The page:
Minneapolis residents will have to wait at least a few more years for a taste of Duluth’s Brewhouse beer.
Rod Raymond and Tim Nelson, co-owners of Fitgers Brewhouse and several other restaurants in Duluth, have shelved plans to open a brewpub in the former location of Trocaderos restaurant in the North Loop neighborhood at 107 3rd Ave. N.
The partners signed a purchase agreement to buy the historic North Loop building in June. They had hoped to open a brewpub in the late fall or early winter this year featuring their popular Brewhouse beers alongside a few Twin Cities-brewed favorites. They never closed on the deal, however, choosing instead to pursue other opportunities in Duluth.
“We are first and foremost a Duluth company,” said Brad Nelson, a spokesman for Just Take Action, the parent company of Raymond and Nelson’s restaurants. “After looking at the scope of the Minneapolis project along with our new opportunities in Duluth, we decided to circle back and keep the focus local.”
It’s been a busy year for Raymond and Nelson. On New Year’s Eve last year they opened Tycoon’s Alehouse and Eatery in the newly renovated Old City Hall building in downtown Duluth. Tycoon’s was their fourth restaurant in Duluth featuring Brewhouse beer, pushing their small brewery close to maximum capacity.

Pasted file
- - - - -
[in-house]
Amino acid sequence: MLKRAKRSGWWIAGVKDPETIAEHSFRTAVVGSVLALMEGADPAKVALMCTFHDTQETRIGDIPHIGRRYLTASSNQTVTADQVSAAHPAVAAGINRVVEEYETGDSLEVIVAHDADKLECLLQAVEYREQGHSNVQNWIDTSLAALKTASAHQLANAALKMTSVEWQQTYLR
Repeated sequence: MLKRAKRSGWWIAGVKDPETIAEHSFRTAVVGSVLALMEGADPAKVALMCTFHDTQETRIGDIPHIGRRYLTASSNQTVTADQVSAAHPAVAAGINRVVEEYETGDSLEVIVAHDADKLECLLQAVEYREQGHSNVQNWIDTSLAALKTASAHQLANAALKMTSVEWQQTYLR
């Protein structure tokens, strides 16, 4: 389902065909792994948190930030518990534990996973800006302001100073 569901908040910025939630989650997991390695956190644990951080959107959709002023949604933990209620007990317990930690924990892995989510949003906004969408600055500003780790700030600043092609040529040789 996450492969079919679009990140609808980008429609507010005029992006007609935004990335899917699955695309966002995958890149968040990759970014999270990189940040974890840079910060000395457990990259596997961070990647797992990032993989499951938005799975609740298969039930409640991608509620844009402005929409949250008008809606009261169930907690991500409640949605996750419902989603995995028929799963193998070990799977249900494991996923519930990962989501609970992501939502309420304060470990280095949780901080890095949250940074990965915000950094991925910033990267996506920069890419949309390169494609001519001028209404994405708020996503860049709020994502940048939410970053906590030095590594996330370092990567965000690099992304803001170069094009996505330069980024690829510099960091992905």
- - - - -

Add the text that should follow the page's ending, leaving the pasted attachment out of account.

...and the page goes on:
Raymond and Nelson are now constructing a much larger brewery in an 18,000-square-foot, three-story building just down the street from Tycoon’s. In addition, on Oct. 5 they spent $300,000 to purchase Endion Station, a historic train depot in Canal Park. Plans for developing Endion Station are still in the early stages, but it is certain more of their famous craft beer will be sold there.
Originally all of the Brewhouse beer on tap at the planned Minneapolis brewpub was going to be imported from Duluth until an on-site brewery was built. With their small brewery straining to keep up and more projects on tap in Duluth, the much-anticipated entry into the burgeoning Minneapolis microbrewery scene became unfeasible.
“Everything seemed like a great fit at first,” said Brad Nelson. “But ultimately we decided that going to Minneapolis would take a lot of time and energy, and put a lot of strain on our managers.”
In the mean time Minneapolis residents will have plenty of other places to grab a pint of local brew. Since the passing of the “Surly Law” in late May last year — which allowed Minnesota breweries producing less than 250,000 barrels a year to serve their beer on site — taprooms have been sprouting up everywhere.
Recently Northbound Smokehouse, Indeed, and Fulton breweries have all opened taprooms or brewpubs in Minneapolis, with 612 Brew, Dangerous Man, and Northgate set to open soon.
Although it didn’t work out this time, the owners of Fitger’s Brewhouse are optimistic about bringing their craft beer to Minneapolis in the future.
“Minneapolis is such a cool town with a great beer culture…eventually we would like to circle back and be a part of it,” said Nelson.